Author Topic: Making Horn Bands  (Read 3780 times)

Offline Tim Crosby

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Making Horn Bands
« on: June 21, 2010, 07:04:45 PM »
Right up front let me say that this is the way I do bands and it is self taught. Im sure there are other ways but this works for me. I am always looking for ways to simplify the operation.
 
  There is a lot of work involved in making the bands, I probably have 80 bands cut and at least as many horns that have been cut up for bands and never seem to have the right band. Cutting them off on a band saw, hack saw whatever is one thing getting them spaced right, turned and fit are three more steps. Some horns just do not make good bands, oval, horns with high ridges inside them, thick to very thin sides on the same horn,
etc   Once a band is cut, it is heated in boiling water, then placed on a sacrificial wooden cone and rough turned to width and thickness.  Some days I spend a whole day doing nothing but rough turning bands. You could just cut them and do the fitting when the horn is ready. I think in theory you could get four bands for a horn off the same horn but the shape of the two horns would almost have to be perfect, inside and out. Once you have a pile of various size bands, you need to work the horn down to its final shape and finish. Draw knife, rasp, file, scraper, sandpaper whatever you choose.  Decide on the base, flush mount or inside, turn it. Decide on the tip, integral to the horn, applied, screw tip, antler, horn, wood, shape or turn it. If the base and tip are on the horn it will help, visually, in fitting the bands.   Now you can start fitting the bands if you are very lucky they will you will, depending on how many bands you want, lets use three, find three that fit and are spaced nicely. If they are a little bit off you can work the inside  until they fit, a lathe with a 4 jaw chuck is good for this, a jam chuck, sandpaper on a cone, just remember there has to be an inside taper so it fits the horn.  Also remember when/if you heat the bands to press them on they will stretch a bit and will not fit exactly where they did to start with. Now if you want to turn rings, grooves, some kind of design on them they can go back on a sacrificial cone, if you have already rough turned them you can spray water on the cone slide the bands on and as the wood swells it will hold the bands, best to turn while it is still damp or they may slide off.  You may be able to get the rough turned bands on the cone evenly but you will more than likely have to true the sides up before turning. Try and keep them all the same width and thickness. Then they go on the horn, like I mentioned if you heat them they will stretch a little but they will also fit better. You can leave them pressed on only and see how long they last or you can pin them on with a couple of steel or wooden pins. Many old horns you see have bands missing, you can see the shadow where they were. On some examples, having bands that are pinned on, the bands are worn through but still attached.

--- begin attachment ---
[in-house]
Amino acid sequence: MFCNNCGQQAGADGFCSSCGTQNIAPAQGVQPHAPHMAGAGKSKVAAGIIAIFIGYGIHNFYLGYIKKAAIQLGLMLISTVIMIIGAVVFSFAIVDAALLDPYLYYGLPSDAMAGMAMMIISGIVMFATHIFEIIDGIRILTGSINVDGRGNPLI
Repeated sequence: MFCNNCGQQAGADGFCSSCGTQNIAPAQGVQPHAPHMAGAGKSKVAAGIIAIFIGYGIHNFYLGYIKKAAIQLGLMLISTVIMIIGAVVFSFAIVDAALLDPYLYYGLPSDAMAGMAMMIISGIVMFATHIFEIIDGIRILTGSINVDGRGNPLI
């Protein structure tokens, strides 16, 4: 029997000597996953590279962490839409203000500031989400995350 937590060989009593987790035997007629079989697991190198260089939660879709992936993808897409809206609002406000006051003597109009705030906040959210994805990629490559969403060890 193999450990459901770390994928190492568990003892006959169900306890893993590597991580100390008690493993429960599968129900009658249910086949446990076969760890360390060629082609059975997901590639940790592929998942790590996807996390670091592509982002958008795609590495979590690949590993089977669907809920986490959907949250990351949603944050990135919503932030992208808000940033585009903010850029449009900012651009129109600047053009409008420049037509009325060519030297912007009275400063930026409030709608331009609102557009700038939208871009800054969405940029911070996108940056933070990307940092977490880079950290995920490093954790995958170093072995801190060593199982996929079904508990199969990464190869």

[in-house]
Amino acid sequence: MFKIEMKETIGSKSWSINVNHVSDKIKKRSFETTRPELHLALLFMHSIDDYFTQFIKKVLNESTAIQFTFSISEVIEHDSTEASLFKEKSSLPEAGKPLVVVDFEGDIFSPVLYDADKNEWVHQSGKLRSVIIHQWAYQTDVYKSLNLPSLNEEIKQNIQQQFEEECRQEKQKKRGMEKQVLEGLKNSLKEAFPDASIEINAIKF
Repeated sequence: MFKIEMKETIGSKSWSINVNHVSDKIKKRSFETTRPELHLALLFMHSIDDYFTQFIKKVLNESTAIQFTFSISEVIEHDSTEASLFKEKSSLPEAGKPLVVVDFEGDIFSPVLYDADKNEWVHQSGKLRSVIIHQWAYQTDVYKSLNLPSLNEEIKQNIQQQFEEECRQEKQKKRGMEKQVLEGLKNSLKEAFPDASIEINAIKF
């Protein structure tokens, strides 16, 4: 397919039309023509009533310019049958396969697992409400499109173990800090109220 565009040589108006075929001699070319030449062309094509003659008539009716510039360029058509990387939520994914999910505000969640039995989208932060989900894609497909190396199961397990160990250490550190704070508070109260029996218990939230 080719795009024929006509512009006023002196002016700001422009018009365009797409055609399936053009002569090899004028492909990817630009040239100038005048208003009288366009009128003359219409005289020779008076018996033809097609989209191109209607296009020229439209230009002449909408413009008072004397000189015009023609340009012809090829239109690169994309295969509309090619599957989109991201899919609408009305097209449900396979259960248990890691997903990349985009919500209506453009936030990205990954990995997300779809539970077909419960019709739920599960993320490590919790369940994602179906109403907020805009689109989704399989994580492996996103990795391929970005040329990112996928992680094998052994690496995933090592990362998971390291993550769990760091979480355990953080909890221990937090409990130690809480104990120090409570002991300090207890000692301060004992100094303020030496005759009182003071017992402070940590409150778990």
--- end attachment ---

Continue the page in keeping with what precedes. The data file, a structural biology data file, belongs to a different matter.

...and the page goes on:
Tim C.


« Last Edit: August 28, 2018, 04:16:41 PM by Tim Crosby »